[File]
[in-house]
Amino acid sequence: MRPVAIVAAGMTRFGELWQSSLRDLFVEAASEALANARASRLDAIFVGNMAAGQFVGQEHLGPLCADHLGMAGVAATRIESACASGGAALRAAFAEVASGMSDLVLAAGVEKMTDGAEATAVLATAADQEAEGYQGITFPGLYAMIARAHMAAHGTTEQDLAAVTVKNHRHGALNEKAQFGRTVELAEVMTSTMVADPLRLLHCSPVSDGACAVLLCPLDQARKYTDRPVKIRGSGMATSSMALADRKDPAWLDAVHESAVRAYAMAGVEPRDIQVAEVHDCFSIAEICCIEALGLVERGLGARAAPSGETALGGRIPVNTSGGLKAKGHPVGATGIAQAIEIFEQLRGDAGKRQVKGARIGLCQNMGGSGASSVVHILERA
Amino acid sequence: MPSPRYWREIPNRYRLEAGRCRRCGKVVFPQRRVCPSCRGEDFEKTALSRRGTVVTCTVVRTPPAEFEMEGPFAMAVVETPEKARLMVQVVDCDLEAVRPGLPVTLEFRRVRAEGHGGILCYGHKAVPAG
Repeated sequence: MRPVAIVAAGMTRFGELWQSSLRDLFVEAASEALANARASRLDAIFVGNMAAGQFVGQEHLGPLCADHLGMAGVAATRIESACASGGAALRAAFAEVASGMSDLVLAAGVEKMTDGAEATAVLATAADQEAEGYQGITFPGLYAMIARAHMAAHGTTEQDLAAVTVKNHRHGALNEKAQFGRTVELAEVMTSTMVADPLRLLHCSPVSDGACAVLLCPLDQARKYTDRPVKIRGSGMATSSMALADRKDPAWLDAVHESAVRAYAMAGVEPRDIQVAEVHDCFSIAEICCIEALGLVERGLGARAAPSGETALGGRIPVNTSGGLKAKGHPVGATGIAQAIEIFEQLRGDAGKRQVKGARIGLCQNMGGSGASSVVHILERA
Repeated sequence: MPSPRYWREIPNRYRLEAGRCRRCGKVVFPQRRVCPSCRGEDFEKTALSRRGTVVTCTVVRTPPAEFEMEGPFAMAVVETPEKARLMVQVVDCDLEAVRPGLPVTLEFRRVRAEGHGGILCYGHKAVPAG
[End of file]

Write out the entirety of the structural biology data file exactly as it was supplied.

[in-house]
Amino acid sequence: MRPVAIVAAGMTRFGELWQSSLRDLFVEAASEALANARASRLDAIFVGNMAAGQFVGQEHLGPLCADHLGMAGVAATRIESACASGGAALRAAFAEVASGMSDLVLAAGVEKMTDGAEATAVLATAADQEAEGYQGITFPGLYAMIARAHMAAHGTTEQDLAAVTVKNHRHGALNEKAQFGRTVELAEVMTSTMVADPLRLLHCSPVSDGACAVLLCPLDQARKYTDRPVKIRGSGMATSSMALADRKDPAWLDAVHESAVRAYAMAGVEPRDIQVAEVHDCFSIAEICCIEALGLVERGLGARAAPSGETALGGRIPVNTSGGLKAKGHPVGATGIAQAIEIFEQLRGDAGKRQVKGARIGLCQNMGGSGASSVVHILERA
Amino acid sequence: MPSPRYWREIPNRYRLEAGRCRRCGKVVFPQRRVCPSCRGEDFEKTALSRRGTVVTCTVVRTPPAEFEMEGPFAMAVVETPEKARLMVQVVDCDLEAVRPGLPVTLEFRRVRAEGHGGILCYGHKAVPAG
Repeated sequence: MRPVAIVAAGMTRFGELWQSSLRDLFVEAASEALANARASRLDAIFVGNMAAGQFVGQEHLGPLCADHLGMAGVAATRIESACASGGAALRAAFAEVASGMSDLVLAAGVEKMTDGAEATAVLATAADQEAEGYQGITFPGLYAMIARAHMAAHGTTEQDLAAVTVKNHRHGALNEKAQFGRTVELAEVMTSTMVADPLRLLHCSPVSDGACAVLLCPLDQARKYTDRPVKIRGSGMATSSMALADRKDPAWLDAVHESAVRAYAMAGVEPRDIQVAEVHDCFSIAEICCIEALGLVERGLGARAAPSGETALGGRIPVNTSGGLKAKGHPVGATGIAQAIEIFEQLRGDAGKRQVKGARIGLCQNMGGSGASSVVHILERA
Repeated sequence: MPSPRYWREIPNRYRLEAGRCRRCGKVVFPQRRVCPSCRGEDFEKTALSRRGTVVTCTVVRTPPAEFEMEGPFAMAVVETPEKARLMVQVVDCDLEAVRPGLPVTLEFRRVRAEGHGGILCYGHKAVPAG